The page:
Windows 8 also has native driver support for USB 3.0 chipsets including the TI chipset on the SOtM tX-USBexp PCIe card. This card isn't part of the CAPS v3 Topanga design but is a critical part of the other three designs. I don't see a benefit to recommending Windows 7 for Topanga and Windows 8 for Lagoon, Carbon, and Zuma just because Topanga doesn't use USB 3.0. This USB 3.0 native driver support is a must for good performance with the SOtM card.
All Windows 7 USB DAC drivers I've tried on Windows 8 have worked without issue once installed. The installation can require Compatibility Mode on the 32-bit version of Windows. This is a simple check box to click and the installation will work without a hitch. DACs that don't require driver installation such as the AudioQuest DragonFly also work perfect on the CAPS v3 servers. It has been reported by several CA readers that the DragonFly has issues with Windows 8 and AudioQuest mentions this issue on its website. I've tried several configurations to cause an issue with the DragonFly and I can't make it stutter, pop, or click on playback.
One additional item that may be important to some readers is Windows 8's touch capability. Readers who use JRiver Media Center in Theater View with a nice touch enabled screen like the Dell S2340T 23" multi-touch monitor will benefit nicely from Windows 8's built from the ground-up touch support.
I selected the Windows operating system over a Linux based solution for two reasons. First I still don't believe Linux is easy for an end user without Linux experience. I've tried many solutions and always found issues that would stop the unlearned from enjoying a music server rather than learning a new language. I haven't found a Linux distribution that supports easy click & learn navigation. By that I mean enabling users to click around and figure things out on their own. Without Linux knowledge it just ain't gonna happen. Readers shouldn't take this as a dislike for Linux. Rather it's part of selecting the right tool for the job. The second reason I selected Windows over a Linux distribution is the new initiative to get the CA Community involved in CAPS designs. I believe a Linux based CAPS server will be much more successful if lead by a group of dedicated CA readers to perfect and address some of the issues other readers may have with the OS. The customizability of Linux lends itself to endless possibilities for CA readers. If someone can think of it, it can be done. Linux is only limited by one's imagination. As a group the CA Community can likely take a Linux based CAPS design to an incredibly high level. I would love to recommend a specific Linux ISO image for CA readers to install on CAPS v3 hardware. I know a few readers have been working on Linux based projects and those projects are great places to start.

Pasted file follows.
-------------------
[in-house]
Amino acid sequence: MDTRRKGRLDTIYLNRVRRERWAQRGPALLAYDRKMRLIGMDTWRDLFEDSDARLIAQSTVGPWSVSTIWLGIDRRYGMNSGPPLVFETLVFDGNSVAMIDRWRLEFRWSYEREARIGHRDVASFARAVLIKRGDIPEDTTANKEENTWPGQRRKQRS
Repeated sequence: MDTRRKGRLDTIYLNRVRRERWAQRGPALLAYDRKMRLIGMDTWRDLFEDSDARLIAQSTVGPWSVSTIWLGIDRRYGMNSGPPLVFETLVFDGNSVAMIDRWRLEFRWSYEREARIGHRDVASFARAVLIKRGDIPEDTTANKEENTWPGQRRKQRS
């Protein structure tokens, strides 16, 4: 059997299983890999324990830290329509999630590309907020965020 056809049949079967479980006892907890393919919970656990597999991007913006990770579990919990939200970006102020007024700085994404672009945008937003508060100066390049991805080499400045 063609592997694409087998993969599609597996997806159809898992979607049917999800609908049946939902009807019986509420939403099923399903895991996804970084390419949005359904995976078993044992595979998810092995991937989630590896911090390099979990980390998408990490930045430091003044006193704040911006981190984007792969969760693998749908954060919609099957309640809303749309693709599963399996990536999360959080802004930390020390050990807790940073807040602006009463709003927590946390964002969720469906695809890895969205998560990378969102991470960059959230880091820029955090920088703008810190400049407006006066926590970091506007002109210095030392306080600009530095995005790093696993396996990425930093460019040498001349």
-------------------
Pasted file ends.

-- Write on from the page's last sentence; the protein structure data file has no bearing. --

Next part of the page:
3. Why the Pro version over the standard Windows 8 version?
This one is simple. Windows 8 Pro support Remote Desktop, using its built-in RDP capability, from both Mac OS X and another Windows computer. There is no need for third party solutions running in the background. I've used Windows RDP for years as the main connection method to my music servers when I need to view the whole desktop. It works every time, it works well, and it's free. The standard version of Windows 8 doesn't support RDP using the Remote Desktop Client.
Windows 8 Pro Customization
This article is mainly about hardware and software selection. It will be much more effective for me to write a specific Windows 8 article addressing tweaks and OS customizations at a later date. Plus, the CA Community has already started tweaking Windows 8 and discussing it in the Forum. I will use those discussions and the assistance from the Community when publishing a Windows 8 music server guide.
Playback Software - JRiver Media Center 18
The selection of JRMC as the playback software for all CAPS v3 designs should come as no surprise to CA readers. I haven't' seen a better playback, library management, and remote controllable application to date. In addition to the application's superiority over the competition the JRiver team has been terrific over the years supporting even the smallest of audiophile requests such as native DSD playback. For more details as to why I prefer JRMC over everything else please read the following article -> Link .
JRiver has a Benchmarking feature that runs computers through Math, Image, and Database tests. The CAPS v3 Topanga server produced the following scores.
Running 'Math' benchmark... Score: 438
Running 'Image' benchmark... Score: 564
Running 'Database' benchmark... Score: 723
JRMark (version 18.0.81): 575
I didn't recommend a remote control application for JRiver in the CAPS v3 designs. There are a few available ranging in price from free to about $10-15. Readers unfamiliar with the options should consider JRiver's own Gizmo if using an Android device or JRemote is using an iPad/iPhone/iTouch.
That's the Computer Audiophile Pocket Server CAPS v3 Topanga. The server is absolutely silent, capable of great sound, great/good looking, has no moving parts, fairly inexpensive, has no legacy components, is easy to operate, easy to assemble / install, small in size, consumes low power, produces low heat, accepts PCIe card is necessary, and plays all pertinent sample rates from 44.1 kHz through 192 kHz and DSD. That's the entire CAPS requirement list from version 1 of the server through v3. Readers interested in squeezing more sonic performance from a CAPS v3 design should consider the CAPS v3 Lagoon, Carbon, and Zuma servers.
Where to buy retail: Small Green Computer
Where to buy components:
CAPS v3 Topanga - Total Price: $493
Case: LGX MC500 Price: $65.00 Link
Motherboard: Intel DN2800MT Price: $110.00 Link
Memory: DDR3 4GB RAM (991644) Price: $19.00 Link
SSD: MKNSSDAT60GB-DX Price: $84.00 Link
Power Supply: 60W, 12V (PW-12V5A-L5) Price: $25.00 Link
OS: Win 8 Pro 32-bit Price: $140.00Link
Playback App: JRMC v18 Price: $50.00 Link